Lockdown could be your chance to break old habits. It’s an opportunity to set a new routine. Getting up at certain times, having a good wholesome breakfast, scheduling in breaks and then getting some sun on you. People should aim to be buying whole foods – including lots and lots of fresh fruits and vegetables.
It takes 21 days to make or break a habit’ is the popular saying which gives us exactly this amount of time to break old habits or start to form new healthy ones. As soon as a crisis hits – particularly one which sees us isolated from our friends and family and our lives essentially put on hold – we pour ourselves a glass of wine and wait for it all to blow over.
Alcohol or cigarettes are either our first thing we go to in a state of panic or stress or even boredom, and during this time in lockdown it’s the easiest thing to do is relax with a glass of wine of smoke 10 cigarettes a day.
But if you’re finding yourself drinking more than usual during self-isolation and you’re concerned – particularly when we don’t know for sure when lockdown will end – well then you need to try and break these habits for your own health.
Try and keep busy during this time, after you’ve finished work, find activities to occupy your time. Home workouts, scheduling calls with friends, board games, computer games– anything to keep you busy. Try booking these allocated hours into your calendar as it will help plan out your day and may help you unknowingly avoid drinking if you’re keeping busy.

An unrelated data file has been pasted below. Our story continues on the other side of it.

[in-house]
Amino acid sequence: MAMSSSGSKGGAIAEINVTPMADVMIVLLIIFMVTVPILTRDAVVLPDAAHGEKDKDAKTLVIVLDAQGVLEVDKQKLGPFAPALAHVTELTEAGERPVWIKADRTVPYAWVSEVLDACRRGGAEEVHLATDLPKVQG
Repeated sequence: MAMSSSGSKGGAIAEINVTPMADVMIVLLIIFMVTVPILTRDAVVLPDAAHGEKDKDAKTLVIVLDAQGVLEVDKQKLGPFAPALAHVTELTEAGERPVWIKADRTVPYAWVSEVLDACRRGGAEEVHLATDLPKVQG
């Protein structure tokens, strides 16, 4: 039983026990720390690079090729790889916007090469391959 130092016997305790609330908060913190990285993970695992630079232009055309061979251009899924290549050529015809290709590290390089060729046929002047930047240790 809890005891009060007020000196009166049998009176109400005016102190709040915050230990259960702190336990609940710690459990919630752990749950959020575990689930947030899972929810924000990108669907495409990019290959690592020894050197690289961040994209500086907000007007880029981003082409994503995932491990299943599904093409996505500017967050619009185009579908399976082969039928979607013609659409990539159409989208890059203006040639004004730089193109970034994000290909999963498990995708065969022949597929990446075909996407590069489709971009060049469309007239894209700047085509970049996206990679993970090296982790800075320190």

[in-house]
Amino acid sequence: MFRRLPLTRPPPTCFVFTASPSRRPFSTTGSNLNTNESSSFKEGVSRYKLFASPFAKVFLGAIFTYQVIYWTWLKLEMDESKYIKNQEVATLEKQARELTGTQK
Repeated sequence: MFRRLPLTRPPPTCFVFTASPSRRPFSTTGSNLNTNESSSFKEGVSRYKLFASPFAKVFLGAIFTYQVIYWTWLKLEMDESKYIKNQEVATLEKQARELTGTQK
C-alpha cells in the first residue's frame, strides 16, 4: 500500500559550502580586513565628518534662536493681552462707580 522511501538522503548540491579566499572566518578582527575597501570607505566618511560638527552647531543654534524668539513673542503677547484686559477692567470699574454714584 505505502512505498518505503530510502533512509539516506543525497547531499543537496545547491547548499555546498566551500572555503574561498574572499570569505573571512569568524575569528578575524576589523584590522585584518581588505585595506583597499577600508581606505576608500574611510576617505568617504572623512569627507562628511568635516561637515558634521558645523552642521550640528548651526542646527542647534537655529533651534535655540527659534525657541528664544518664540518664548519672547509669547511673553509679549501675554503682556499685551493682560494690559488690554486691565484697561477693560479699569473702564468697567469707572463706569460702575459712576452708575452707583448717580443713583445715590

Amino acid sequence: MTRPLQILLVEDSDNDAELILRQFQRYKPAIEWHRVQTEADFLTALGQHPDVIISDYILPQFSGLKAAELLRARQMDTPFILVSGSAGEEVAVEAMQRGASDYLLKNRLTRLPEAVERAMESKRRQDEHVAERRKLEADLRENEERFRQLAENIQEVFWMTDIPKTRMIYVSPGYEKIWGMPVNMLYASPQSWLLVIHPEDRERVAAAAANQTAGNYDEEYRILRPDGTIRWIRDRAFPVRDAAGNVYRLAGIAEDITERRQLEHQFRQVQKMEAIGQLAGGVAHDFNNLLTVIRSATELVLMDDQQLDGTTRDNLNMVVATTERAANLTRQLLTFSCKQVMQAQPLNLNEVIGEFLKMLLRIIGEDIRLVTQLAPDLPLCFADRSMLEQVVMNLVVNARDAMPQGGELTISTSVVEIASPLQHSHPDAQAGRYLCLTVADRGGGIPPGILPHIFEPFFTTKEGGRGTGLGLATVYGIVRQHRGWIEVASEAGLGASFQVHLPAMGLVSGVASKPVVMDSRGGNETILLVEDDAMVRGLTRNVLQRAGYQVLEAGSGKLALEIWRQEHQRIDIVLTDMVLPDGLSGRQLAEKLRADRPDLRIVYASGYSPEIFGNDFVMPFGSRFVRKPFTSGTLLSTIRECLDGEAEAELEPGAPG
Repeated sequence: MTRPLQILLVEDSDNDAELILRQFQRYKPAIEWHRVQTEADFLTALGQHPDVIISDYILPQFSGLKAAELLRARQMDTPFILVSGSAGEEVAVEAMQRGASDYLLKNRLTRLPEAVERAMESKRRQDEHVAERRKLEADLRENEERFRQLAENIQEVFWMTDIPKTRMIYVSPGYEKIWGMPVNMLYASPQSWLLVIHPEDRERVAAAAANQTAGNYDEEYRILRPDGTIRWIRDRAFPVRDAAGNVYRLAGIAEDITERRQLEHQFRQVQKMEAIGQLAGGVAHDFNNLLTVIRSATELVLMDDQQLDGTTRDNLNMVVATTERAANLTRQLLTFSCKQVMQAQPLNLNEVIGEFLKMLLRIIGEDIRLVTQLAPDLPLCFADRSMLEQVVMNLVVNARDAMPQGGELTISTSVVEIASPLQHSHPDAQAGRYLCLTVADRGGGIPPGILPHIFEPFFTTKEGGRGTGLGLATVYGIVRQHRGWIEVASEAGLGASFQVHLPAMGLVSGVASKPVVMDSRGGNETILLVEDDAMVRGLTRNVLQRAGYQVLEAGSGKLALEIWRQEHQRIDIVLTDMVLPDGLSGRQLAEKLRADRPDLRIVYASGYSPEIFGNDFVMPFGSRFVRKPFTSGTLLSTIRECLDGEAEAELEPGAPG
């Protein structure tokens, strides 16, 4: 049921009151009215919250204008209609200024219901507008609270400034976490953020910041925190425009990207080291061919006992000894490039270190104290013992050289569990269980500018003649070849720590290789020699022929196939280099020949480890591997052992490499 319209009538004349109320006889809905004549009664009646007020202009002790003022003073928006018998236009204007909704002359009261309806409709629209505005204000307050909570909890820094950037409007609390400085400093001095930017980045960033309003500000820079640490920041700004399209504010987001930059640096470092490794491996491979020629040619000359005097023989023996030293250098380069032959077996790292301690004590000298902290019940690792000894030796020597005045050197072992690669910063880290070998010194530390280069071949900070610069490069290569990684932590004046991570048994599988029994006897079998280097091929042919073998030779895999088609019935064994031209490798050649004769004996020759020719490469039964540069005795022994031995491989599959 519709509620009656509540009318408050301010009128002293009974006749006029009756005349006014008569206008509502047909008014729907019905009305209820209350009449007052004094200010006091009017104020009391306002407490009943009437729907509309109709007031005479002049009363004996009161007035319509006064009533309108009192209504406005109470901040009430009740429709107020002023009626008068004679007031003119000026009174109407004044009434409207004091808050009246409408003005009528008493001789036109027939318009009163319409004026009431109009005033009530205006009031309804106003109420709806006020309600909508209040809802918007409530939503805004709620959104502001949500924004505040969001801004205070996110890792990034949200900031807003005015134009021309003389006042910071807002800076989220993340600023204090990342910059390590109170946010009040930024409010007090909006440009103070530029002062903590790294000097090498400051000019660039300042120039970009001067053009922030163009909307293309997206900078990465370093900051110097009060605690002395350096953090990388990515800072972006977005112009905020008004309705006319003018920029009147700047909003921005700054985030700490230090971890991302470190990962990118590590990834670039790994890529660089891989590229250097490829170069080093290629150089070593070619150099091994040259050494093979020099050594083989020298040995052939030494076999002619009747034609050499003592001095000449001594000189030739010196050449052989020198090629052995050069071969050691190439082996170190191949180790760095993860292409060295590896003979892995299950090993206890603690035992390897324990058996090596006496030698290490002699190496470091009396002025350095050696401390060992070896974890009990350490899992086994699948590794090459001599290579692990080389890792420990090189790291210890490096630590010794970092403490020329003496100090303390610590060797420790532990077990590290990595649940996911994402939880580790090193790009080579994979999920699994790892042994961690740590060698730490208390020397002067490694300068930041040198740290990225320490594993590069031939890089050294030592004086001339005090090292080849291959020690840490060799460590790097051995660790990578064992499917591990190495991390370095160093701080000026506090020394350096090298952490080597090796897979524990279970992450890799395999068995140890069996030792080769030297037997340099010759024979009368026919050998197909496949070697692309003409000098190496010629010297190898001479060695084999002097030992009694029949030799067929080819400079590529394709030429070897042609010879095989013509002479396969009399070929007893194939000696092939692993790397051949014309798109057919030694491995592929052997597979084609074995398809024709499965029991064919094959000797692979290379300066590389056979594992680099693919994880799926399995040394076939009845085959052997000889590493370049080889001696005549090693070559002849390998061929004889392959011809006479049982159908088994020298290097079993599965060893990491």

So it’s crucial that we stay in touch with friends and family. Ask them how they are doing, and if there’s anything you can do to help them. This makes us feel great when we support our loved ones. Be intentional and book in check-ins with friends where you listen to each other, be vulnerable and open up to each other. This helps us feel less worried and anxious and helps us remember we have a shared human experience with many others around us, helping to ease those feelings of isolation.
Try to link your current drinking to your normal routine, as this is the best way to keep drinking at a sensible level. Ask yourself: ‘Would I have had a drink right now if I wasn’t in isolation?’ and let the answer guide your actions.
Look to lifestyle choices – exercising regularly, eating well, getting enough good-quality sleep, and going easy on yourself. Eating nutritious meals will keep your mind healthy, and this boost will mean you’ll be less likely to drink to excess as you’ll be looking after your mental health. Don’t drink too close to bedtime, as it interrupts your sleep quality, leading you to be likely to drink more the following day. And do something new and exciting to keep yourself smiling – learn a language, read a book – whatever it is to cheer you up in these tough times.
Try your best to beat some bad habits, you have nothing to lose.